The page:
At Ratehub.ca, we spend our working days discussing all things money. Our work naturally leaks into our personal lives so, sorry/not sorry if we comment on what credit card you pull out at the restaurant. While we all have our different savings and budgeting strategies, I was curious to find out what we Ratehubbers used for personal finance apps.
I reached out and, to my surprise, there was no cohesion for money-saving apps among the staff. We can tell you where to get the best mortgage rate today or how to find cheap car insurance quotes in Ontario, but in terms of apps, it runs the gamut.
Why is that? What appealed to some but not others? What’s important to have in personal finance apps to people that have money ingrained in their brains?
How Ratehub.ca staff are using personal finance apps
Justin (Managing Editor at Ratehub) uses a lot of big bank apps including the BMO Mobile Banking App, TD app, Scotiabank Mobile Banking App, Wealthsimple, and the EQ Bank app
That’s a lot of personal finance apps. Why do you have so many? Is it difficult to manage?
I have so many because my financial products are spread out among various providers. And that’s because no one bank or financial institution has all of the best products. For example, I have travel credit cards with both BMO (World Elite) and Scotia (Amex Gold).
(Read the Ratehub.ca battle BMO World Elite vs. Scotiabank Amex Gold or read the updated list of the best travel credit cards in Canada)
I do my day-to-day banking with TD; I have a chequing account, and a linked savings account for travel savings.
For short-medium term savings, I use a high-interest savings account. I want that money to be liquid but also earning some interest. EQ Bank offers one of the best rates at 2.3%, so that’s the bank I chose.
Finally, I use Wealthsimple for retirement savings.
So, because my finances are spread out among various providers, I need all these apps to keep on top of everything. After all, it’s 2019: I don’t receive any paper statements. Everything I do is either online or on my phone.
What’s your favourite app and why?
My favourites are Wealthsimple and Scotia. Both allow me to log in using a fingerprint scan, which is convenient. The others seem behind in the times in this respect.
Which personal finance app do you use most often? Why?
Definitely the TD Bank app. I use it to send money transfers and stay on top of my monthly budget.
Aashti (PR & Communications Specialist) uses the dollarbird app, a collaborative and calendar based app allowing you to enter your daily and recurring expenses manually.
Why did you choose dollarbird over something like Goodbudget? What appealed to you immediately and what has kept you using it?
Dollarbird appeals to me because it is an expense tracking app and not a budgeting app. My personal belief is that you can’t build a budget without first understanding where you spend your money, and Dollarbird helps with that. I began using Dollarbird in 2018 because I wanted a clearer view of my daily spending habits, to help build a budget that actually works for me.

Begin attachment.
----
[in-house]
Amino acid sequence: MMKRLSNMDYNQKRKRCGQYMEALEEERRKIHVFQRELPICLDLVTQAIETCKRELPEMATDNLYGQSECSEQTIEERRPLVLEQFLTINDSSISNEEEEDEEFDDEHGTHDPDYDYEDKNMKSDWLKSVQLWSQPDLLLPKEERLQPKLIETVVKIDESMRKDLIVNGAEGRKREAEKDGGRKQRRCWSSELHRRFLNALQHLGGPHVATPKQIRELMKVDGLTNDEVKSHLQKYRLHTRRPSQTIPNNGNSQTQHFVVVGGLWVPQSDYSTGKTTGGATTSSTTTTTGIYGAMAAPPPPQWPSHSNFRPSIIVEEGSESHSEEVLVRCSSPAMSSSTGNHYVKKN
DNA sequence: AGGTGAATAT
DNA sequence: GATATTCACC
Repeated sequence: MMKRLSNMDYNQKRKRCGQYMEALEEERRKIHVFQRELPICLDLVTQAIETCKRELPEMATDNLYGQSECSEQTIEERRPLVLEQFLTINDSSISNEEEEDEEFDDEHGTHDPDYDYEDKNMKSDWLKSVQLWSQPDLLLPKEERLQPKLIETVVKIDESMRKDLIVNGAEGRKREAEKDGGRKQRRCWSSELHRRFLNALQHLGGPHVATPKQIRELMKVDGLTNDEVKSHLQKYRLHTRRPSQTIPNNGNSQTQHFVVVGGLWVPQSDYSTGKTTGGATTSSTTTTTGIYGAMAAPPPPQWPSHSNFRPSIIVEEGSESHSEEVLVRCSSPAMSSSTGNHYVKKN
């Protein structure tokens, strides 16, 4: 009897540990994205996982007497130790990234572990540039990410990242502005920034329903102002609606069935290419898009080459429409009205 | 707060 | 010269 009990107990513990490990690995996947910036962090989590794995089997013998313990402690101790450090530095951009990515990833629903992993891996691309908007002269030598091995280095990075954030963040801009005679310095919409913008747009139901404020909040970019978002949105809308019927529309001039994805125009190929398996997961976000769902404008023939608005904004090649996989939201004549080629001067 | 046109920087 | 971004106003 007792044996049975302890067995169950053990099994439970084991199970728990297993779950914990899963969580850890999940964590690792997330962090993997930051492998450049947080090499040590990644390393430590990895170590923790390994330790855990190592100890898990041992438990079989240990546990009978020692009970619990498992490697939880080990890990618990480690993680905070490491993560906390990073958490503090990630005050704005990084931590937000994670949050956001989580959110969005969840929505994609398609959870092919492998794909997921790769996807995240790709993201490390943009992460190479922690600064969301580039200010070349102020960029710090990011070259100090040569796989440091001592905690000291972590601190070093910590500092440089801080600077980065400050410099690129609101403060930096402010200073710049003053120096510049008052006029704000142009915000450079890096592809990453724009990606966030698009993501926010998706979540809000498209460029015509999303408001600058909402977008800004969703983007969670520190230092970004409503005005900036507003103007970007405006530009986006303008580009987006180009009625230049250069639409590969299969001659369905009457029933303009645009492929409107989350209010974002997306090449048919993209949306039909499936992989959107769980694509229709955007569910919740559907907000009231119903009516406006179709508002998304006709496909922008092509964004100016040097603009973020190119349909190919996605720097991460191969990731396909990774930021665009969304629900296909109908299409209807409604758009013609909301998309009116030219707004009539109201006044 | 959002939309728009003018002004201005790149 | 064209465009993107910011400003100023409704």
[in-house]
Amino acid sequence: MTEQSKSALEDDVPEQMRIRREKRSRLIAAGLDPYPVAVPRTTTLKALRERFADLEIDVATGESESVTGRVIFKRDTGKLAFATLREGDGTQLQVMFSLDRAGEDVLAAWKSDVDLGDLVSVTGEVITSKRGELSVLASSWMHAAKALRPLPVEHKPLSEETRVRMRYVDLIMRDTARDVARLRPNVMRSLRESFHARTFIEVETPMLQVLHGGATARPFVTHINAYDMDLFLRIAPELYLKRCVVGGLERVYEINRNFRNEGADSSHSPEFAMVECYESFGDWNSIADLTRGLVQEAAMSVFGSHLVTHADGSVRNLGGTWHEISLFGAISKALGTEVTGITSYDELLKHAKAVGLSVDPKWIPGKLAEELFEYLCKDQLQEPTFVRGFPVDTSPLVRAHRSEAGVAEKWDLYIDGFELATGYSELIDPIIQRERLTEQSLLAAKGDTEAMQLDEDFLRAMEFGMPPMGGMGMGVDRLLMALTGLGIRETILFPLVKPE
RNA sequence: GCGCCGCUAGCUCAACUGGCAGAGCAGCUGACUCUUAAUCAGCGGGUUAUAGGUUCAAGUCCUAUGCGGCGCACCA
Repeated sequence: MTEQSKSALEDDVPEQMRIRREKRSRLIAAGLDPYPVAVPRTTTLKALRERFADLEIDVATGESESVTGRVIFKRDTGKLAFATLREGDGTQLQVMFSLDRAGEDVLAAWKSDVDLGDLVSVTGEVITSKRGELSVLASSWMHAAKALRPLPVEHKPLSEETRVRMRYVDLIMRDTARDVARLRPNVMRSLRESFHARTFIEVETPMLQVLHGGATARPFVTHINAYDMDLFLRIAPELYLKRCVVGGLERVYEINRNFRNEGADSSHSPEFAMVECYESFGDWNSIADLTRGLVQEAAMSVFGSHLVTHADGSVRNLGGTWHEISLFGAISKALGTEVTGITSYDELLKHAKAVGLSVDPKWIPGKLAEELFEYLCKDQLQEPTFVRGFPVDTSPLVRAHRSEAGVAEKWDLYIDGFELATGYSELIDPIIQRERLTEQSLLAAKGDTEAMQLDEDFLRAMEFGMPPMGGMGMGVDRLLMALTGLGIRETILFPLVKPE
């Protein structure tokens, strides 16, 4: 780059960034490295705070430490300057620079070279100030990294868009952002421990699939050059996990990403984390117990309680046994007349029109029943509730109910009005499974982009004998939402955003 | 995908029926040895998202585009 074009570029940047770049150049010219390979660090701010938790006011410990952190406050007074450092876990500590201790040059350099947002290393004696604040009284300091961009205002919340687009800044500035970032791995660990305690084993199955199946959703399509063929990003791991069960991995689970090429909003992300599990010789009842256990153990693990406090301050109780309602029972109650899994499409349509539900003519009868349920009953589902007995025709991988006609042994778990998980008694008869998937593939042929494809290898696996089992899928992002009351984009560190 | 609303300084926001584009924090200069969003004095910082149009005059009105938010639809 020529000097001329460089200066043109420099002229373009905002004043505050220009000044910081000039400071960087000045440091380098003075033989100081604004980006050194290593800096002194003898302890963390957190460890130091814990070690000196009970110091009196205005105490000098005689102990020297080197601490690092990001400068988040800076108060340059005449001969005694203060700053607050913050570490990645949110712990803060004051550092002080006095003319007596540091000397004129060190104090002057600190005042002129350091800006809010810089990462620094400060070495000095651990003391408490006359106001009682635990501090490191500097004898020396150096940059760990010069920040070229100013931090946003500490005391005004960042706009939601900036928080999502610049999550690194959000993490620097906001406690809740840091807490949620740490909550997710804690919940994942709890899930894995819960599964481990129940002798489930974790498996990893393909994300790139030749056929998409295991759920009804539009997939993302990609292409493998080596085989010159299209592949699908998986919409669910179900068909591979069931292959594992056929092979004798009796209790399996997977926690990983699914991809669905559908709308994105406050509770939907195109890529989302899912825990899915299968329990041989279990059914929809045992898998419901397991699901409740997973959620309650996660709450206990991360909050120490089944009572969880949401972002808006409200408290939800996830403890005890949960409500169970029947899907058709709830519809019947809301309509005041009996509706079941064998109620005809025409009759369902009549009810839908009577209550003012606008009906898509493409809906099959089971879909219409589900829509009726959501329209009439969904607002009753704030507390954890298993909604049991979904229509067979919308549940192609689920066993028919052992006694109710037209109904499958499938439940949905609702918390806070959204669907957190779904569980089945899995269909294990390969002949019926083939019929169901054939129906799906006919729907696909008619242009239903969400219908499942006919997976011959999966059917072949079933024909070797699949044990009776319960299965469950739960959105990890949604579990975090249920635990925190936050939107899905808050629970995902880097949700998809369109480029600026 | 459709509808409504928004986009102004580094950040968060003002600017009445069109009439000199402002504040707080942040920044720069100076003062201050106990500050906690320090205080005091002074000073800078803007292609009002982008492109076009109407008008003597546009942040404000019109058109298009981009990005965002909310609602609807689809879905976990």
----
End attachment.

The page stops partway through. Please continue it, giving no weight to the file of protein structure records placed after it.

Is it hard remembering to manually enter everything?
I enter my expenses as I make purchases (so, for instance, if I’m waiting for my drink at a cafe I pull out my phone and input the expense). I’ve also enabled push notifications from Dollarbird to remind me to input my expenses at a set time daily. I do a full financial audit and update my balance on the app once every quarter.
Manually entering expenses can be hard, but it allows me to categorize my expenses more accurately than an automated budgeting app would. I also like that I can create custom categories using Dollarbird for more detailed expense tracking.
How could the Dollarbird personal finance app improve?
The desktop version of the Dollabird has more features than the mobile app. I would like to see some of the more interesting desktop features, like the ability to create custom expense reports, translated over to the mobile app.
Lee Robert (Backend engineer) uses Mint, an award-winning third-party app that connects to your bank and credit card to automatically categorize and track your spending. You can also set up budgets, create alerts for bills, get a free credit report, and even compare car insurance quotes. NOTE: Should your account get hacked, you’re responsible for any financial losses incurred.
Why did you choose Mint as your personal finance app?
I needed a way to aggregate my various loans, bank accounts, and credit card statements into a single view.
What do you love about it?
The ease of use and the ability to see my overall financial picture
Do you worry about security? What’re your thoughts on open banking?
Yes, very much so. Even though mint is owned by a reputable company (Intuit), if anything ever happens to my data then my financial credentials can be used for more than what mint.com needs. Open banking is very much needed in order to provide a more secure method of accessing banking information. Having to log into a bank and manually dump CSV files is far too much work when you have multiple accounts / financial institutions.